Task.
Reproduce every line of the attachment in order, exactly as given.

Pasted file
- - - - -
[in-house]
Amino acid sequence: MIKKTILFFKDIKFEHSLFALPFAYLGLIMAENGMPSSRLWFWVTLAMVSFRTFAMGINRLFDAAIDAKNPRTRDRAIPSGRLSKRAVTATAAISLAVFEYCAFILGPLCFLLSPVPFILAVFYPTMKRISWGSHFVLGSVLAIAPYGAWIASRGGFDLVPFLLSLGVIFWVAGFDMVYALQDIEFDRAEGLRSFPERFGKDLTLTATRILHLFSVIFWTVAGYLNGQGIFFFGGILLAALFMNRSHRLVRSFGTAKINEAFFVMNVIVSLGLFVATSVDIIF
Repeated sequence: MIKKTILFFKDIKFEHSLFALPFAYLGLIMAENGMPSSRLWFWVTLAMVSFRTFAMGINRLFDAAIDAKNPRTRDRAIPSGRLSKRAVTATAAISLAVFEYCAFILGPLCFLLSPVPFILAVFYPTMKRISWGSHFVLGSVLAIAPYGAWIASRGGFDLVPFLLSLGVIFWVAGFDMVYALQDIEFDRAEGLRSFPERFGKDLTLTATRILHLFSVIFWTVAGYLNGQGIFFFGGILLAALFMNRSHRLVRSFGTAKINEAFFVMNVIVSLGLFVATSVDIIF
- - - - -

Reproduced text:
[in-house]
Amino acid sequence: MIKKTILFFKDIKFEHSLFALPFAYLGLIMAENGMPSSRLWFWVTLAMVSFRTFAMGINRLFDAAIDAKNPRTRDRAIPSGRLSKRAVTATAAISLAVFEYCAFILGPLCFLLSPVPFILAVFYPTMKRISWGSHFVLGSVLAIAPYGAWIASRGGFDLVPFLLSLGVIFWVAGFDMVYALQDIEFDRAEGLRSFPERFGKDLTLTATRILHLFSVIFWTVAGYLNGQGIFFFGGILLAALFMNRSHRLVRSFGTAKINEAFFVMNVIVSLGLFVATSVDIIF
Repeated sequence: MIKKTILFFKDIKFEHSLFALPFAYLGLIMAENGMPSSRLWFWVTLAMVSFRTFAMGINRLFDAAIDAKNPRTRDRAIPSGRLSKRAVTATAAISLAVFEYCAFILGPLCFLLSPVPFILAVFYPTMKRISWGSHFVLGSVLAIAPYGAWIASRGGFDLVPFLLSLGVIFWVAGFDMVYALQDIEFDRAEGLRSFPERFGKDLTLTATRILHLFSVIFWTVAGYLNGQGIFFFGGILLAALFMNRSHRLVRSFGTAKINEAFFVMNVIVSLGLFVATSVDIIF